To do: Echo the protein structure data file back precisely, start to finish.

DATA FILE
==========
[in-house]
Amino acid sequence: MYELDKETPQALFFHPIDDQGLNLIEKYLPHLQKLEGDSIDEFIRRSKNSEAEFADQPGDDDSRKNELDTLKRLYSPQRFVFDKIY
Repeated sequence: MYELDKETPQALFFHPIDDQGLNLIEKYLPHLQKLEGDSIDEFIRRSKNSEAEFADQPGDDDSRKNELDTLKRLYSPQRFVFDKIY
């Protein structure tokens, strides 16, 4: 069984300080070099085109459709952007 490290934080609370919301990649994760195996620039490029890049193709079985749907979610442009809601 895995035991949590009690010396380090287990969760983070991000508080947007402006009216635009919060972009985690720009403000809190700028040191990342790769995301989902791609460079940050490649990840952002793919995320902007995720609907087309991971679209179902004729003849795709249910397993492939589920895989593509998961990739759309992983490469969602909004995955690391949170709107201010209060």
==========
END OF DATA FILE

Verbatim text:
[in-house]
Amino acid sequence: MYELDKETPQALFFHPIDDQGLNLIEKYLPHLQKLEGDSIDEFIRRSKNSEAEFADQPGDDDSRKNELDTLKRLYSPQRFVFDKIY
Repeated sequence: MYELDKETPQALFFHPIDDQGLNLIEKYLPHLQKLEGDSIDEFIRRSKNSEAEFADQPGDDDSRKNELDTLKRLYSPQRFVFDKIY
């Protein structure tokens, strides 16, 4: 069984300080070099085109459709952007 490290934080609370919301990649994760195996620039490029890049193709079985749907979610442009809601 895995035991949590009690010396380090287990969760983070991000508080947007402006009216635009919060972009985690720009403000809190700028040191990342790769995301989902791609460079940050490649990840952002793919995320902007995720609907087309991971679209179902004729003849795709249910397993492939589920895989593509998961990739759309992983490469969602909004995955690391949170709107201010209060």